Despite an increased police presence in the capital, Arab rioters continued Monday to throw stones and fireworks in the eastern Jerusalem neighborhoods of Shiloaḥ (Silwan), Ras al-Amud, and Isawiya.
Police issued a statement that the rioters were met with Israeli Police and Border Patrol forces who immediately came in contact with them and used riot dispersal means to restore order to the city. No damage was done and no one was injured.
Jerusalem police maintained an enlargement of forces Monday in eastern Jerusalem and other friction-filled areas.
County officers, Border Patrol, as well as reinforcements from national and special units were deployed to deal with attempts to disturb public order as well as to generally enhance security throughout the city.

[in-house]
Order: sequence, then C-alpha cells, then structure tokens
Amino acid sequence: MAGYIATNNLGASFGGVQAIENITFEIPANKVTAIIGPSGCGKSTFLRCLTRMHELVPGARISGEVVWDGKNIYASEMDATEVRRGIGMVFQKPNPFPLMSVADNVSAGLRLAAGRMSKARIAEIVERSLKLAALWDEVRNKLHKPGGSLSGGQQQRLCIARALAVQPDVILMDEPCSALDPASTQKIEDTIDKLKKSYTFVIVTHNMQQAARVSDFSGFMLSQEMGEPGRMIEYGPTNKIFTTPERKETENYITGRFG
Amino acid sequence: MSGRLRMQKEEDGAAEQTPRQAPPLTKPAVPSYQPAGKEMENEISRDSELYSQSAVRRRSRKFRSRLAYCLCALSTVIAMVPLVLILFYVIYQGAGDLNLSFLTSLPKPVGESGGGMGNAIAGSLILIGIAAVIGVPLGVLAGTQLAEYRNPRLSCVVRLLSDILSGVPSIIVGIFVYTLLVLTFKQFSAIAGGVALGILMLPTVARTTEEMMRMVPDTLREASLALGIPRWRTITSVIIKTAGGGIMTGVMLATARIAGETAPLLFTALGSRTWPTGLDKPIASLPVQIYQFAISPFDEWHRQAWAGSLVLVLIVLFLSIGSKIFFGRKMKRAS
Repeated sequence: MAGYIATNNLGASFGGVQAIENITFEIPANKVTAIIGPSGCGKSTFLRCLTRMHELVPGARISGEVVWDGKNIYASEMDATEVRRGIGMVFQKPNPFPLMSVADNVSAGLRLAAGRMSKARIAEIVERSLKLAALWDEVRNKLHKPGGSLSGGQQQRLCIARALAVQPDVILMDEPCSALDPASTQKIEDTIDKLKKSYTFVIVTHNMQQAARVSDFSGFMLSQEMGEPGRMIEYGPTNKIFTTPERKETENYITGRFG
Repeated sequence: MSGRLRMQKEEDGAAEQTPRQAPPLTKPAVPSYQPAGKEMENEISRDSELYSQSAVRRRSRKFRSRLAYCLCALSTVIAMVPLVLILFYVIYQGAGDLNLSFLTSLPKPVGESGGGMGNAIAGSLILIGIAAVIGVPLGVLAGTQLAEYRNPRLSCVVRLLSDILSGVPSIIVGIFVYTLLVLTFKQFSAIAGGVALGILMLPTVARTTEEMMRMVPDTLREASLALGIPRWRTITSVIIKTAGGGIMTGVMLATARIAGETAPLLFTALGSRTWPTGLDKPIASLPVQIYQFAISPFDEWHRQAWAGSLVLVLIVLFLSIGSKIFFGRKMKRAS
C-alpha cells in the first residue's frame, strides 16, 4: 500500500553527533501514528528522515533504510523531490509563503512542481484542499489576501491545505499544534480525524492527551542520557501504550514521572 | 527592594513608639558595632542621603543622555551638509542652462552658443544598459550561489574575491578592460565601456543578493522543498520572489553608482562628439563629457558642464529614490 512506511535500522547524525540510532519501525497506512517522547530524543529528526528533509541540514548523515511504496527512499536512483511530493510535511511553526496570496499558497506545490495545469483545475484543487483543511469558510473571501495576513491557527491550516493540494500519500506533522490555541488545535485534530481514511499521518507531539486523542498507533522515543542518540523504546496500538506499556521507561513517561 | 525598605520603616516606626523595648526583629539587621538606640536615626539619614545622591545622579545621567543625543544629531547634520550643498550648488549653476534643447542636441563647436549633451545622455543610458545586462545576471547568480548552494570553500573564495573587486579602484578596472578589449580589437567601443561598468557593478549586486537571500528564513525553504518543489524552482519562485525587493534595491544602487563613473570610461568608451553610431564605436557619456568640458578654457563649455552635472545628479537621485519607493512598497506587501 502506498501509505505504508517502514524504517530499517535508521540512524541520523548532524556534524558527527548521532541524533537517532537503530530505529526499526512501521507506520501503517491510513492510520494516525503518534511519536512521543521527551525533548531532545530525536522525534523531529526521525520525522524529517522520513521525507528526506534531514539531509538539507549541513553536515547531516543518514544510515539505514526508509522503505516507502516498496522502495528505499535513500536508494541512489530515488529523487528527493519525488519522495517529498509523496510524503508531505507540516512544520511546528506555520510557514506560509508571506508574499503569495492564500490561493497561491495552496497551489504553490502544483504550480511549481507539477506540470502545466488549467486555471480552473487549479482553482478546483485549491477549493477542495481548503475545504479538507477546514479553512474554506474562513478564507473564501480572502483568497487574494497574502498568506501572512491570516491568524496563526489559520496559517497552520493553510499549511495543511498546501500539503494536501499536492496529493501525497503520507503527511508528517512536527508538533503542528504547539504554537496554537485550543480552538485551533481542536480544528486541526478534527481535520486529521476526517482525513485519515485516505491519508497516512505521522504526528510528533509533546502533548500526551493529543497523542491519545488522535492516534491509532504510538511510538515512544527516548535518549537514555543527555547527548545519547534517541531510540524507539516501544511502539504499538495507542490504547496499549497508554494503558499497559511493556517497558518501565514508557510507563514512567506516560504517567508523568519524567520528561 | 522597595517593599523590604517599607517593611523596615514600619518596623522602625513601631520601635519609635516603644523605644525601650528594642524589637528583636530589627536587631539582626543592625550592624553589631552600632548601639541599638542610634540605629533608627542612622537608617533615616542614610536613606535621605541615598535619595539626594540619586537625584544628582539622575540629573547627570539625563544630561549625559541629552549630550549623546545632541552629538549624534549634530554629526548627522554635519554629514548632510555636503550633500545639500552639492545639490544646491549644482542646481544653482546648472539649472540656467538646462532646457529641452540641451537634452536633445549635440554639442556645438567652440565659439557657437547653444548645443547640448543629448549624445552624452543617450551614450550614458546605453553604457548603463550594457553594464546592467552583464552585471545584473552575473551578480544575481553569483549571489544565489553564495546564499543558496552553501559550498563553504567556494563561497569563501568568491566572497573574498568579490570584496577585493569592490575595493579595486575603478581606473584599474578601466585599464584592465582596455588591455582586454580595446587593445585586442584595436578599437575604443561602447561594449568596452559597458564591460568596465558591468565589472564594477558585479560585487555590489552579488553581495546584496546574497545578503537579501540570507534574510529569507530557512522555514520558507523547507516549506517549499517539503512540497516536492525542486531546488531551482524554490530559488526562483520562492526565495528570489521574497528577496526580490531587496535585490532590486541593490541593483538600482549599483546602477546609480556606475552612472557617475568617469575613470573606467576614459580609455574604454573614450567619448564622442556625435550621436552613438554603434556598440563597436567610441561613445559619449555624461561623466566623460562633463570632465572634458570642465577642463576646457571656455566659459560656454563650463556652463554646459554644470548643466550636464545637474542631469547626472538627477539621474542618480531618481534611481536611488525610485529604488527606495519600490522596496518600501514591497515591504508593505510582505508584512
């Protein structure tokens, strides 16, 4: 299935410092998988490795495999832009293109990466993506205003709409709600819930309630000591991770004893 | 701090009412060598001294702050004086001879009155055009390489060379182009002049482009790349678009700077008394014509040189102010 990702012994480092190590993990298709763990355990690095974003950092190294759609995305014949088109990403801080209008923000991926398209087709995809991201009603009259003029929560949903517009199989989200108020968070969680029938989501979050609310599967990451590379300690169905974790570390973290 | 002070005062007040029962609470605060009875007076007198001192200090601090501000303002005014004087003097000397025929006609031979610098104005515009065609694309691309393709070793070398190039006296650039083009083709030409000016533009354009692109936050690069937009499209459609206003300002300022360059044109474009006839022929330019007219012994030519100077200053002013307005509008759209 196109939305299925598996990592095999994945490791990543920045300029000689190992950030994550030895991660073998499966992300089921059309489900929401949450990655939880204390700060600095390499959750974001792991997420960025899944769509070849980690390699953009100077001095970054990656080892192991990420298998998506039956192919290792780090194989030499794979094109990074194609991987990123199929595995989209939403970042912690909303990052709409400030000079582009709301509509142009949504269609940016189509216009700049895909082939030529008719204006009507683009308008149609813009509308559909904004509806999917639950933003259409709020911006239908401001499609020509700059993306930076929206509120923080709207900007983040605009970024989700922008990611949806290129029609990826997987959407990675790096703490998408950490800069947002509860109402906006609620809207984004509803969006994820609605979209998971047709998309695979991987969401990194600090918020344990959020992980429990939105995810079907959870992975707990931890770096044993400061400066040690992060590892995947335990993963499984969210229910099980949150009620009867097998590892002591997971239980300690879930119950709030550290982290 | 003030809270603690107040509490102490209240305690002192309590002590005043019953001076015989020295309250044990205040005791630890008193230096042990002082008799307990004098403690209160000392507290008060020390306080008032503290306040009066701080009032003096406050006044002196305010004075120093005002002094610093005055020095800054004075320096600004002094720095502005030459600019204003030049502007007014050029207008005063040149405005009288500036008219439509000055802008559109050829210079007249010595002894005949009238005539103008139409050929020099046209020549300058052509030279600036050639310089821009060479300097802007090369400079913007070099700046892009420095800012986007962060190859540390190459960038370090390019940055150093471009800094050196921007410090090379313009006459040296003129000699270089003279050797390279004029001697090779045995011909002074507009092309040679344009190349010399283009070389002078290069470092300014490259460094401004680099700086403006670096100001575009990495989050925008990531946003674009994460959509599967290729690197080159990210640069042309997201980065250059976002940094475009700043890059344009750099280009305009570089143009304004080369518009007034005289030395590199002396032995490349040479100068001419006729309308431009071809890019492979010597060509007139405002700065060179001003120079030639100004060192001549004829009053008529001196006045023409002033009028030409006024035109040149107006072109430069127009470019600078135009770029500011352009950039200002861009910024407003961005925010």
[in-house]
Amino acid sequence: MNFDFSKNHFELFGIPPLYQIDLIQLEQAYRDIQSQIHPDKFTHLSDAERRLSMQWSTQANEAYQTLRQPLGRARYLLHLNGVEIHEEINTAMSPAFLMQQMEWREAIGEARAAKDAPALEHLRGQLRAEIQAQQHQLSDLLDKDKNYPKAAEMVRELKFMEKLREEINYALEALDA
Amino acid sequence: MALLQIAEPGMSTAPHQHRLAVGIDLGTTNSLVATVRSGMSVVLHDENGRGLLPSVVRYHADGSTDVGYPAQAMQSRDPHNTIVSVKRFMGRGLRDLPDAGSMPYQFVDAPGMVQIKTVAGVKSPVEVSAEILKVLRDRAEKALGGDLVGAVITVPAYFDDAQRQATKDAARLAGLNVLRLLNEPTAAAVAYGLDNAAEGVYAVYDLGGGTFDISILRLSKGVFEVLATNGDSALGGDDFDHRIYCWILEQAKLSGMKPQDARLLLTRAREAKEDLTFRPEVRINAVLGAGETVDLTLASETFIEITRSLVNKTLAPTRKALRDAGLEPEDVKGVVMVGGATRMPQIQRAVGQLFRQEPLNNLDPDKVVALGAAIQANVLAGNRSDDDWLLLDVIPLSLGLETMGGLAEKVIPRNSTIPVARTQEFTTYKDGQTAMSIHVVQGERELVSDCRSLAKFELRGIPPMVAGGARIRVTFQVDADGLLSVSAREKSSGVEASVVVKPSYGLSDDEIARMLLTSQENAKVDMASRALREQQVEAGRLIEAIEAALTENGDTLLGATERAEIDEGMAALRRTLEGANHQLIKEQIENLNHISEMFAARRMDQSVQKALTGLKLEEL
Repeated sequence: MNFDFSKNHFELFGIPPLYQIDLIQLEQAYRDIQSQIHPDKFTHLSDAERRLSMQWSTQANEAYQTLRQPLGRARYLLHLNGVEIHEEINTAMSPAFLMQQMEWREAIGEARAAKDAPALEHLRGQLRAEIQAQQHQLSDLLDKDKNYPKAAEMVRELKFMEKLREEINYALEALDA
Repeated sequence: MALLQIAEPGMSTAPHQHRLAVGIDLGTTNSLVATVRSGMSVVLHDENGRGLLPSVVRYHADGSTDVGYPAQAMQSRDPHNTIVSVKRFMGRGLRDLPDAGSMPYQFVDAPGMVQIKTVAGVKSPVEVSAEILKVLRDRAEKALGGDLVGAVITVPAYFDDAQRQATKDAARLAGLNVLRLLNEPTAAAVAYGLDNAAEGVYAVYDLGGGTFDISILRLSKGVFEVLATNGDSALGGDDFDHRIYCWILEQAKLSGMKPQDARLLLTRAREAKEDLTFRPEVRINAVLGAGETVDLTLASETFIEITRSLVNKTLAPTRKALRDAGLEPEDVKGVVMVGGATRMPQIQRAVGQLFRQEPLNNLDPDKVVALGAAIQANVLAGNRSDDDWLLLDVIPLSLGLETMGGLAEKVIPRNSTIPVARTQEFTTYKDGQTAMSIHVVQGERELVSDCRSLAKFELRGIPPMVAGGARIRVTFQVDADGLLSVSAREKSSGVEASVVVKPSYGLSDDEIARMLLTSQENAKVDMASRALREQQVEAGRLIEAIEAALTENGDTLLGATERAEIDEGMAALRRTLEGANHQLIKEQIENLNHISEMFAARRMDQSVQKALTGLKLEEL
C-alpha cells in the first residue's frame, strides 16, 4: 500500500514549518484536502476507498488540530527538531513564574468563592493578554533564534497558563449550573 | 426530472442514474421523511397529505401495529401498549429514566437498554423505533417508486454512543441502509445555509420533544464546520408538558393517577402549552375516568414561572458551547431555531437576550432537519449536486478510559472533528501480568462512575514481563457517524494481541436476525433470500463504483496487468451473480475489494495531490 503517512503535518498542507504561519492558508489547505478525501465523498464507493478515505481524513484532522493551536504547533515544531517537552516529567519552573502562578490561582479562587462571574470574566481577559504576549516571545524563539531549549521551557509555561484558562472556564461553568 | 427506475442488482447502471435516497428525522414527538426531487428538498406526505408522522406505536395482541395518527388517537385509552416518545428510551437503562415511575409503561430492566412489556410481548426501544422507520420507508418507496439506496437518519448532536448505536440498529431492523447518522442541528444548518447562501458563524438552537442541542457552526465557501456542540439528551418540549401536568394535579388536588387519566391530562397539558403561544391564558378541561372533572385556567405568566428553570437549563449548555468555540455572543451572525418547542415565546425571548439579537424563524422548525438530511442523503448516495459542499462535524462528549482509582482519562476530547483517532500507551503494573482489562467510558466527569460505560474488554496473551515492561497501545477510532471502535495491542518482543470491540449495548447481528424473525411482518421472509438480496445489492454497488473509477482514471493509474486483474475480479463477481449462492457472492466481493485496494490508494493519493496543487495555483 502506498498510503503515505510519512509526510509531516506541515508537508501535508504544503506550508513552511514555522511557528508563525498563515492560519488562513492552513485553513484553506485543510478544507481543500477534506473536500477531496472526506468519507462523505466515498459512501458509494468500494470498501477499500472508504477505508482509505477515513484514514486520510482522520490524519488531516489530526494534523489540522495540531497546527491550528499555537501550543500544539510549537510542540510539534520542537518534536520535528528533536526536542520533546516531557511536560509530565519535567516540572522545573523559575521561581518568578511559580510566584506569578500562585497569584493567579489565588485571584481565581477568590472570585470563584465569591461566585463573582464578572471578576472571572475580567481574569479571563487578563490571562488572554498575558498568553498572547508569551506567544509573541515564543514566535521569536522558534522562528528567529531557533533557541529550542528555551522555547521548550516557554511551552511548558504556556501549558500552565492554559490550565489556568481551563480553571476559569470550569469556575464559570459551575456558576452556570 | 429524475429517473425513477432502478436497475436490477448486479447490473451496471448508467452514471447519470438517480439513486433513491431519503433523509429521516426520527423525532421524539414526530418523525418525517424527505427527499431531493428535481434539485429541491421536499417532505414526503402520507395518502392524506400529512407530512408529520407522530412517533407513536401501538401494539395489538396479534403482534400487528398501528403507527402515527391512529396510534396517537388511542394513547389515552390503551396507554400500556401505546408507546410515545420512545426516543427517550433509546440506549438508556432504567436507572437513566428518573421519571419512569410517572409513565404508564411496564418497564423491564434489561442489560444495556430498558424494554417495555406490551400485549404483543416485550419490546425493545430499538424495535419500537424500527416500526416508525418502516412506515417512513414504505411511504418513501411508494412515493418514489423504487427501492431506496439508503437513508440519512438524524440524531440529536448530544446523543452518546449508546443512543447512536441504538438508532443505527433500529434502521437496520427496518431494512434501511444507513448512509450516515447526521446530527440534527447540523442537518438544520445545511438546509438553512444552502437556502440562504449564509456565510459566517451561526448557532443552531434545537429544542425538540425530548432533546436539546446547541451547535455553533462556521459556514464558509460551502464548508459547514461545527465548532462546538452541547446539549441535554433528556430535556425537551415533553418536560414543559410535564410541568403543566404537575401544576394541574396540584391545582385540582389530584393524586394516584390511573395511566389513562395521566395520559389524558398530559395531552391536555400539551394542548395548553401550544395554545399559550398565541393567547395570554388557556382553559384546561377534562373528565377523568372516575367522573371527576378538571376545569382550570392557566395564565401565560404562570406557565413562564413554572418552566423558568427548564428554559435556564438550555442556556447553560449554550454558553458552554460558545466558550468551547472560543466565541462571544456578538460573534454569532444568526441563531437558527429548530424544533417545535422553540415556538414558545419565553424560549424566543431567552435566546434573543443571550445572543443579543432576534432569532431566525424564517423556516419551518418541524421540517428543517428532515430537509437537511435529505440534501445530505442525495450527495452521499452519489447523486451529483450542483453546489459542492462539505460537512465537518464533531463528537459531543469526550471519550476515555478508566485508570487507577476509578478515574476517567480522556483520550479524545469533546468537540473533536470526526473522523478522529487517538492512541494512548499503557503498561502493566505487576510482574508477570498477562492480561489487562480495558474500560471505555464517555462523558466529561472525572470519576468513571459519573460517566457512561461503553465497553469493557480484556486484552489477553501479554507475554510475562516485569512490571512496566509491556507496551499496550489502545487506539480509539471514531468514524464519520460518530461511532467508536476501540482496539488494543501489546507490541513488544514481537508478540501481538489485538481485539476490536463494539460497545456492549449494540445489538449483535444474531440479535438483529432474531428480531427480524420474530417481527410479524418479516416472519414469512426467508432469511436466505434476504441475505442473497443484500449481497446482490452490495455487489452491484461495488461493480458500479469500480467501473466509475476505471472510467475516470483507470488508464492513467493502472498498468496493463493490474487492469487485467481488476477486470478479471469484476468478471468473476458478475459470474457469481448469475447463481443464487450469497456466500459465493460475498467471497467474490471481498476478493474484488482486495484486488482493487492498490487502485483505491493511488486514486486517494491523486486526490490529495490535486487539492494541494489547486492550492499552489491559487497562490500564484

Police stressed that they would continue to act quickly, decisively and uncompromisingly against any attempt to disturb the peace.
Earlier in the day, Arabs ambushed a cardriven by a couple with their seven children inside. The assailants threw a hail of rocks at the vehicle before fleeing the scene.
The attack came as the car drove on Salah e-Din Street near the Jerusalem District Court in the Sheikh Jarrah neighborhood north of the Old City, not far from Hebrew University's Mount Scopus Campus.
The family emerged unscathed from the attack, but their car did suffer damage from the barrage of rocks.
Police have launched an investigation and are scouring the area for the perpetrators.
Monday's attack and these other rock-throwing incidents represent the latest in an ongoing wave of violence that erupted in Jerusalem in June. The wave of violence has been dubbed the "silent intifada" by residents.
In an effort to end the onslaught of violence, Prime Minister Binyamin Netanyahu is pushing for much harsher sentences for rock-throwers. Throwing rocks at a moving vehicle with the intent to injure could incur a punishment of up to 20 years in prison.